• Nikkole Salter

The Next Evolutionary Step


This is the opening I gave to the board at the first meeting I chaired on Monday, July 27, 2020...there have been some modifications for embellishment and clarity.


Back in 2004 I co-wrote a play called IN THE CONTINUUM with Danai Gurira. It’s a play in monologue that follows two women from their first moment of HIV diagnosis to their first moment of attempted disclosure. What most people don’t know is that I came up with the title.


I got some push back from Danai on the matter, but she admitted that she didn’t have a different offering that incapsulated quite as succinctly and poetically the nature of the play:

Two black women, a part of the continuum of the African diaspora… two women, two different ages, two different dreams, but the same fundamental experience. How could that be? This sameness, that connection. Was there something about their inheritance from the world as Black women that caused their circumstances to mirror, even though they had never met, even while continents apart?

There is not a culture alive that doesn’t have, embedded within it, some consideration of this continuum... this inheritance…this connection to each other, to the past, to the future. Why is that?


There are many scientific reasons, I'm sure, but, narrative-wise, it seems to me that we come to understand who we are by understanding the story of what came before, and by asserting our relationship to it. And what we become, for most, is heavily informed by that understanding and relationship.


We are all part of a continuum that links us to our collective past. And while being a member of the continuum club comes with inherited benefits, it also comes with responsibilities. The cost of membership is that Life asks of us - demands of us, ALL of us - that we take the next evolutionary step in the continuum.


TCG is also a part of a continuum, a continuum I, admittedly, know very little about. So I asked myself in preparation for the introduction to this new board season, "What narrative have we inherited, and, as the governing body of TCG," "How can we consciously participate in taking our next best evolutionary step?"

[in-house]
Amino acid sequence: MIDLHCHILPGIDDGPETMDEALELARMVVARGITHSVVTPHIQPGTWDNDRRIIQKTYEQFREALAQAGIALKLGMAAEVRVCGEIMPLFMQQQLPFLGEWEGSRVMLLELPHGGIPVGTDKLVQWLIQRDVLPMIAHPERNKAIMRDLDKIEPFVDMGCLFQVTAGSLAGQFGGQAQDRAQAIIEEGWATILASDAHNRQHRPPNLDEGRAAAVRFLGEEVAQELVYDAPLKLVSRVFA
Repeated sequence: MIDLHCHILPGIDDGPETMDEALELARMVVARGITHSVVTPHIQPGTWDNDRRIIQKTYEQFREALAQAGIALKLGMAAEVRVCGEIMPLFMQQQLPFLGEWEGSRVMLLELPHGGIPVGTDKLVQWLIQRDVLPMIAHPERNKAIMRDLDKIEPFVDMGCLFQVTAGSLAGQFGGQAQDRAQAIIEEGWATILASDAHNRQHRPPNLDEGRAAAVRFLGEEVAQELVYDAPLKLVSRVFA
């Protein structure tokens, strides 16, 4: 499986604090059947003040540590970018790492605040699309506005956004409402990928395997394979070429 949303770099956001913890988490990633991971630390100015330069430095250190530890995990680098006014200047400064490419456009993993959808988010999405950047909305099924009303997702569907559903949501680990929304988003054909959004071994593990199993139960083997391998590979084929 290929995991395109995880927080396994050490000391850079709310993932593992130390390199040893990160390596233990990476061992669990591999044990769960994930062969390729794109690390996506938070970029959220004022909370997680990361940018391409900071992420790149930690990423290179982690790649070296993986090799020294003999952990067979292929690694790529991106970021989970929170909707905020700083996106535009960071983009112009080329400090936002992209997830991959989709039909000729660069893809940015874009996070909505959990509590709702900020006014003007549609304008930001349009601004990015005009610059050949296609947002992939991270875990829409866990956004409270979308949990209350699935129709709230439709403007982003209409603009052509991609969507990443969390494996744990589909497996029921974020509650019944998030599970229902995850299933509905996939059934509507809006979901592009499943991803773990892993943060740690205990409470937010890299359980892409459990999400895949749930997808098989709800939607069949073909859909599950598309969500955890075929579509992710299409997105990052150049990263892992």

I know that TCG started with the help of a grant from the Ford Foundation in 1961 to serve the needs of burgeoning regional theatres. I know one of my teachers, Zelda Fichlander, was among the founders. I know that in 1961 Kennedy had become president imploring Americans to, "Ask not," after Eisenhower left the presidency warning America of the 'military industrial complex'. I know the food industrial complex named fat the cause of heart disease, intentionally (we've recently come to find) avoiding any mention of the evils of sugar. There was a ever-mounting civil rights movement amid still legal segregation and people were being brutalized as they protested the second-class citizenship of segregated schools and universities, lunch counters, water fountains, buses and trains. I know that the recently deceased John Lewis was among those on the front lines of the fight. I know there was a burgeoning global space race to the moon and beyond, and that the FCC chairman Newton N. Minow condemned television programming as a "vast wasteland," from which we should all divest. LOL. And I know Neil Simon's show opened on Broadway, Gypsy finally closed after over 700 performances, Bye Bye Birdie and Beckett won the TONY, and, oh, yes, and Barack Obama was born.


I have also come to know that, while institutional support and fortification was TCG's original mission, like our nation has been, since 1609, evolving on its journey to manifest egalitarianism, liberty and justice for all, TCG has been, since 1961, evolving on its continuum of service to the field. And, for both entities, lots of things have changed... some things more than others.


Teresa hipped me to a part of the story of TCG’s continuum journey in an article she published in American Theatre online about what happened in 1990.


Picture it:

It was Tuesday, May 22, and Bob Falls, the chairman, called the meeting of TCG’s board to order to decide what they were going to do.

The board had just come off a national conference at Smith College in Northhampton, Massachusetts where every one was up in arms at the audacity of some congressional members to turn the NEA into a veritable censoring body, opting to withhold access to grants for content they deemed inappropriate or vulgar. At this conference, some of the participants expressed the need for the field to unite in efforts to fight the attack on artist's free speech. But there were many participants in that conference that had the courage to acknowledge that the congressional opposition the field was facing wasn’t just a censorship issue. "Who was being targeted? And in the efforts to silence what?" they asked.